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‘Game-changing’ breakthrough for organ transplants as scientists alter blood style of donor kidney

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‘Game-changing’ breakthrough for organ transplants as scientists alter blood style of donor kidney in move that could possibly be boost for waiting list patients

  • Breakthrough allows donor kidneys to be altered to universal O blood type 
  • A and B blood types can’t be transplanted to at least one one other currently
  • Problem is very acute for ethnic minority groups – more prone to be B-type 
  • Ethnic minority groups often wait a 12 months longer than white patients

Scientists have altered the blood style of donor kidneys in a ‘game-changing’ discovery that might boost the organ transplant supply.

Kidneys from patients with an A blood type cannot currently be transplanted to those with a B blood type, nor the opposite way around. This implies many patients are left waiting for a match.

The issue is very acute for ethnic minority groups, who usually tend to have B-type blood.

Donation rates from these populations are low, so there should not enough kidneys to go round.

But scientists have worked out methods to convert kidneys to the universal O blood type, which can allow more transplants to happen.

Researchers used a normothermic perfusion machine, which normally passes oxygenated blood through a donor kidney to preserve it. 

Professor Mike Nicholson of the University of Cambridge is one scientist chargeable for the breakthrough. Pictured: Professor Nicholson working on a perfusing kidney which could increase availability of transplants

The game-changing discovery allows organs to be converted to O-type blood which can be used for patients of any blood type

The sport-changing discovery allows organs to be converted to O-type blood which will be used for patients of any blood type

Nevertheless, they used the device to flush blood infused with an enzyme through three kidneys to remove the blood-type markers, or antigens, that line the blood vessels.

Consequently, the organs were converted to O-type blood, which will be used for patients of any blood type.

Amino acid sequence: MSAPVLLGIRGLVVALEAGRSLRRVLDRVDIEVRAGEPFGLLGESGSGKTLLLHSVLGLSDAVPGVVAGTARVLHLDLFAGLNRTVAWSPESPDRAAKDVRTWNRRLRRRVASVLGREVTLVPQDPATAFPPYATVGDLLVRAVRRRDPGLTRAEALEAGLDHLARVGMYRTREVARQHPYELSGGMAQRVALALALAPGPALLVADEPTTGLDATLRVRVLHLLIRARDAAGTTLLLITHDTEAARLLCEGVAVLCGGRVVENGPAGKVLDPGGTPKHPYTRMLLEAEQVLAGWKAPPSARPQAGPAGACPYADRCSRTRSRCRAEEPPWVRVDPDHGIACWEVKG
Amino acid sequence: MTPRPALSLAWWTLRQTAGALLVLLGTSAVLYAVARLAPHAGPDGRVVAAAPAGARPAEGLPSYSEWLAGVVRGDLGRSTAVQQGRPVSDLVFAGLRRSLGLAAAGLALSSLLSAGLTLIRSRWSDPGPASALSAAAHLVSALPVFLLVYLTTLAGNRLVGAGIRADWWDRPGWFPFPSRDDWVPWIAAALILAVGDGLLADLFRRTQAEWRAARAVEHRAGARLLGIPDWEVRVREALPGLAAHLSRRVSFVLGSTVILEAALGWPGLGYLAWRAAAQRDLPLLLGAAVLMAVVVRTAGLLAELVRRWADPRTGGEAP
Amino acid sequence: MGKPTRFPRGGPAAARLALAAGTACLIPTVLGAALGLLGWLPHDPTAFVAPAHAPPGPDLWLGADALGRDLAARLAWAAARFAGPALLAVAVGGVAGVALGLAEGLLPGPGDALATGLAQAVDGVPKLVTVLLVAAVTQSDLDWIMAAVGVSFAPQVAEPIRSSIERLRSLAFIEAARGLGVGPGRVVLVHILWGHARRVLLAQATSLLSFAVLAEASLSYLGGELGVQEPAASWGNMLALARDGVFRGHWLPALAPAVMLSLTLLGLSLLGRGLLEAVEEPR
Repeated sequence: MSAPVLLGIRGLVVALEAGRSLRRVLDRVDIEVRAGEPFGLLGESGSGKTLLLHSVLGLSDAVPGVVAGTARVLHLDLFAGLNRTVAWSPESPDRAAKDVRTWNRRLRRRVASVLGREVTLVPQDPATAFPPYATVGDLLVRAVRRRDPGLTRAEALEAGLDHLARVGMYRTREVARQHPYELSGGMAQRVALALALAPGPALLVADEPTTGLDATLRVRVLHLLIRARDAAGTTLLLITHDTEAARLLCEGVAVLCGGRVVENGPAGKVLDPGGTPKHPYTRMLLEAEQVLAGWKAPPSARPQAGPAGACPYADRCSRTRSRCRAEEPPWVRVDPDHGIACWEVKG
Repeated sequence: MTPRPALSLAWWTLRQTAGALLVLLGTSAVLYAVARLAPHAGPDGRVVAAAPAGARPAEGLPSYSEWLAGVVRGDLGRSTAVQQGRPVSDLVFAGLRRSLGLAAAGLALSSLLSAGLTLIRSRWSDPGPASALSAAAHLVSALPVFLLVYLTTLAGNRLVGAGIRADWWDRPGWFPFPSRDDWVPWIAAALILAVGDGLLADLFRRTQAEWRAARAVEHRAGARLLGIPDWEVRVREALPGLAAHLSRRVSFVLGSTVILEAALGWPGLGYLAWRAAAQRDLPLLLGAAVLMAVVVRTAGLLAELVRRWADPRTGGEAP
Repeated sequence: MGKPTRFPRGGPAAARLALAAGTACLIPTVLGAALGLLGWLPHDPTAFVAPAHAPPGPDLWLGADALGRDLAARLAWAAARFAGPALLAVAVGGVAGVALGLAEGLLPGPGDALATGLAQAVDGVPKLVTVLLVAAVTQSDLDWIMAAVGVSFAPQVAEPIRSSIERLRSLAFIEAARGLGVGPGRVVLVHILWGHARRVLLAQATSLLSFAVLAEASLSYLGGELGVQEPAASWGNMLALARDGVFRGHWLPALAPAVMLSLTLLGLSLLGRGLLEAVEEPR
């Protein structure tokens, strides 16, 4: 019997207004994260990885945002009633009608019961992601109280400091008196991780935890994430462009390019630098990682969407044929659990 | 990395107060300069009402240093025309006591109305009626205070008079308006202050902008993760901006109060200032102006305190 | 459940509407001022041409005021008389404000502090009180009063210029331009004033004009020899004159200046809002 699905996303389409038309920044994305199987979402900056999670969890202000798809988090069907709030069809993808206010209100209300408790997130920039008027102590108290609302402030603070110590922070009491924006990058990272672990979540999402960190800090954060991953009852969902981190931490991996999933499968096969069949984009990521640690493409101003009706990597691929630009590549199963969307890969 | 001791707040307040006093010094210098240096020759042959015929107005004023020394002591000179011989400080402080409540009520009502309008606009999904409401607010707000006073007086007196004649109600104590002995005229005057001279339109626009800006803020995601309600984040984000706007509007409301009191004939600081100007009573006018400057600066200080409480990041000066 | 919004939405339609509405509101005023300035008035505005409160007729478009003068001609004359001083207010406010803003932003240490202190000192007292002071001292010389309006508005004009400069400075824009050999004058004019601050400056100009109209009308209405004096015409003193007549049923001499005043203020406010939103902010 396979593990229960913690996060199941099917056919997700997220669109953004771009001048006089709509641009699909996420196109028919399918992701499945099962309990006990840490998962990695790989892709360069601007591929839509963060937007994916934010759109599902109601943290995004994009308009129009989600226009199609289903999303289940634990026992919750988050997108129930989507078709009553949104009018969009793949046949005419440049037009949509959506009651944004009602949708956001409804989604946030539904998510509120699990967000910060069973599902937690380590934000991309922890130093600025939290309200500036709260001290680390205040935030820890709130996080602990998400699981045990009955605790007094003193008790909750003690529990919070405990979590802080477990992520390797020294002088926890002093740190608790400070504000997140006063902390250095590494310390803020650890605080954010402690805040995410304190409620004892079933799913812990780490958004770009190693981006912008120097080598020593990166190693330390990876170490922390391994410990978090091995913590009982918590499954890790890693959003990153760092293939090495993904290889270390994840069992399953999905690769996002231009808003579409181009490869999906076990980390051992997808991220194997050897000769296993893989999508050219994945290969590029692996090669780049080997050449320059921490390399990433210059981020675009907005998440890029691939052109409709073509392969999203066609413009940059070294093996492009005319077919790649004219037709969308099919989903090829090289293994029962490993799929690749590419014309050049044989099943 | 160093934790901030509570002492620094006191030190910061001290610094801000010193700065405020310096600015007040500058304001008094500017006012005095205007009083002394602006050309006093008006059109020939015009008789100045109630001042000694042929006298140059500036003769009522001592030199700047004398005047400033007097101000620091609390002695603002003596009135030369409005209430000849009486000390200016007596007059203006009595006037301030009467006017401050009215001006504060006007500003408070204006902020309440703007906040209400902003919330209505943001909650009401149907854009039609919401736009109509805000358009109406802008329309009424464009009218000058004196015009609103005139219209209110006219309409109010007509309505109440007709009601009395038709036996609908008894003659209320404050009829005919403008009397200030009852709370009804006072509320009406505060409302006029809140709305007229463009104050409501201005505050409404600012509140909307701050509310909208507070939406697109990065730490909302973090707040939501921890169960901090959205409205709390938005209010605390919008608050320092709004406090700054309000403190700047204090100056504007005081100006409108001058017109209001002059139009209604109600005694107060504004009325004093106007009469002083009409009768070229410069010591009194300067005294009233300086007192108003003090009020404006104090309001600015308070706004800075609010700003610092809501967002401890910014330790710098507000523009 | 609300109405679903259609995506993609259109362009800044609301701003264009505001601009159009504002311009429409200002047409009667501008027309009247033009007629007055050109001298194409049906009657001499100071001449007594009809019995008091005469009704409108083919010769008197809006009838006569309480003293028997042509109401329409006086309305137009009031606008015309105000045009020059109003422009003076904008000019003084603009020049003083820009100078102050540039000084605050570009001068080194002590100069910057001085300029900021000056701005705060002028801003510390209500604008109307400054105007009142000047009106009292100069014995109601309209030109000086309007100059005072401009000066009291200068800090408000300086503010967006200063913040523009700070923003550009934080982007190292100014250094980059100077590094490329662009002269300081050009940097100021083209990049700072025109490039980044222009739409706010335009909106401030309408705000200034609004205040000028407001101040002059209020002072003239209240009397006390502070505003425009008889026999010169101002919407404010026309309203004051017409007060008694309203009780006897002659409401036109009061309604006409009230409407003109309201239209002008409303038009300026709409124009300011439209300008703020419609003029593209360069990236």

This might impact so many lives

 PhD student Serena MacMillan

The breakthrough is the work of Professor Mike Nicholson, professor of transplant surgery on the University of Cambridge, and PhD student Serena MacMillan.

Miss MacMillan said: ‘Our confidence was really boosted after we applied the enzyme to a bit of human kidney tissue and saw quickly that the antigens were removed. After this, we knew that the method is possible and we just needed to scale up the project to use the enzyme to full-size human kidneys.

PhD student Serena MacMillan (above) is also responsible for the breakthrough and is excited to see how this could potentially impact 'so many lives'

PhD student Serena MacMillan (above) can also be chargeable for the breakthrough and is worked up to see how this might potentially impact ‘so many lives’

‘By taking B-type human kidneys and pumping the enzyme through the organ using our normothermic perfusion machine, we saw in a matter of just a number of hours that we had converted a B-type kidney into an O type. It’s very exciting to take into consideration how this might potentially impact so many lives.’

People from ethnic minority groups often wait a 12 months longer for a transplant than white patients, so this might help them most. Last 12 months, just over 9 per cent of total organ donations got here from black and minority ethnic donors – patients from these groups make up 33 per cent of the kidney transplant waiting list.

Dr Aisling McMahon, of Kidney Research UK, said: ‘The research that Mike and Serena are undertaking is potentially game-changing.’

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